• Timing
You need to time your label changes correctly. If you want to implement a seasonal label for Halloween, for instance, then you’ll want your labels to start showing up on the market in the first week of September and disappear during the first week of November. Depending on how long it takes to get your product into stores, that might mean printing labels months in advance. Here, time to market is key.
  • Consistency
When you switch to the new version of a label, you don’t want the old label showing up anywhere. The means coordinating with manufacturers and label printers so that the new label and logo start showing up uniformly across all your product lines and related brands.

  • Localization
Different areas have different regulatory regimes, and new regulations crop up all the time. To avoid product recalls, you need to make sure that your labels in different areas are rapidly updated to reflect the changing regulatory environment.

In order to meet these challenges, retailers need to automate and centralize their artwork management solutions. Your solution needs to collect inputs from multiple sources, enforce strong version control, and eliminate error-prone manual processes. This will let you design, approve, and implement artwork changes with calm confidence, allowing you to plan new packaging and logo strategies months in advance – as opposed to scrambling to get your product on shelves in time for the holidays.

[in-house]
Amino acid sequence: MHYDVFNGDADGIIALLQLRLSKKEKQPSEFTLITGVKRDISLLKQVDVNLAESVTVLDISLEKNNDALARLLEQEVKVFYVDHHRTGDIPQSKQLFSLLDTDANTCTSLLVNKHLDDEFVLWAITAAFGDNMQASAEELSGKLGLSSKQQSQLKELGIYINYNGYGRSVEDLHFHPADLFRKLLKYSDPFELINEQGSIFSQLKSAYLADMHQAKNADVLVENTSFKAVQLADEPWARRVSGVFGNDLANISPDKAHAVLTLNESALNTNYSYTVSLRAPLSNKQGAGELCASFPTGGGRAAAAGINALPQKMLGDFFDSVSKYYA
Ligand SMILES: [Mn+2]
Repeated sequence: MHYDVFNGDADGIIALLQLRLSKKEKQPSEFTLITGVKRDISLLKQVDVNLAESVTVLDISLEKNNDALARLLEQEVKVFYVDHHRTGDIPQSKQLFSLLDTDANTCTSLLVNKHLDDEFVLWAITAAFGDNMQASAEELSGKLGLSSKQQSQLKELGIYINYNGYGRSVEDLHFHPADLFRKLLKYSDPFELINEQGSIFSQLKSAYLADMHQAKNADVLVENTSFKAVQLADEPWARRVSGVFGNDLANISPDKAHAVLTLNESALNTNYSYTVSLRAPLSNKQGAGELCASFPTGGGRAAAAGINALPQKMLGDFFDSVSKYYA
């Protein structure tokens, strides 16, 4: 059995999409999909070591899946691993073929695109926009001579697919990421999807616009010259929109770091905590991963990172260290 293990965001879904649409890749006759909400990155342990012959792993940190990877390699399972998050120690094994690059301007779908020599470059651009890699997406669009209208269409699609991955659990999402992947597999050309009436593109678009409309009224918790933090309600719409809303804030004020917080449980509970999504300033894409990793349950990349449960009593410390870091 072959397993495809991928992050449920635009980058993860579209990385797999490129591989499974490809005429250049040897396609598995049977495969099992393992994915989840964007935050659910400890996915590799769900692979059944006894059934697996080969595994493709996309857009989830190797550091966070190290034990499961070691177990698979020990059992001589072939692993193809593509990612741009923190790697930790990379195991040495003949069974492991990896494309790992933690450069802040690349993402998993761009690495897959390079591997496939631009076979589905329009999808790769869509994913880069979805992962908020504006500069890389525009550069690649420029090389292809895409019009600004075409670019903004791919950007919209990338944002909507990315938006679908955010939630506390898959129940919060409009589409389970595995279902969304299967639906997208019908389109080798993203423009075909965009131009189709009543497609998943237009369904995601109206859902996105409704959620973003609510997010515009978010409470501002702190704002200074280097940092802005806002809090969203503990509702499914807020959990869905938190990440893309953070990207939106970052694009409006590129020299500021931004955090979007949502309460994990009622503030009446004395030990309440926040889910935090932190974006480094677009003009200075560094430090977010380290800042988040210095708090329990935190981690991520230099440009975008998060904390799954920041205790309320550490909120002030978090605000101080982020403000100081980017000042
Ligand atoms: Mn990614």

Want to learn more about how to get your new packaging approved and printed, fast? Check out our free ebook, “From Chaos to Calm: How to Digitally Transform the Artwork Management Process,” and get the help you need to speed your new product artwork into production and into the hands of consumers.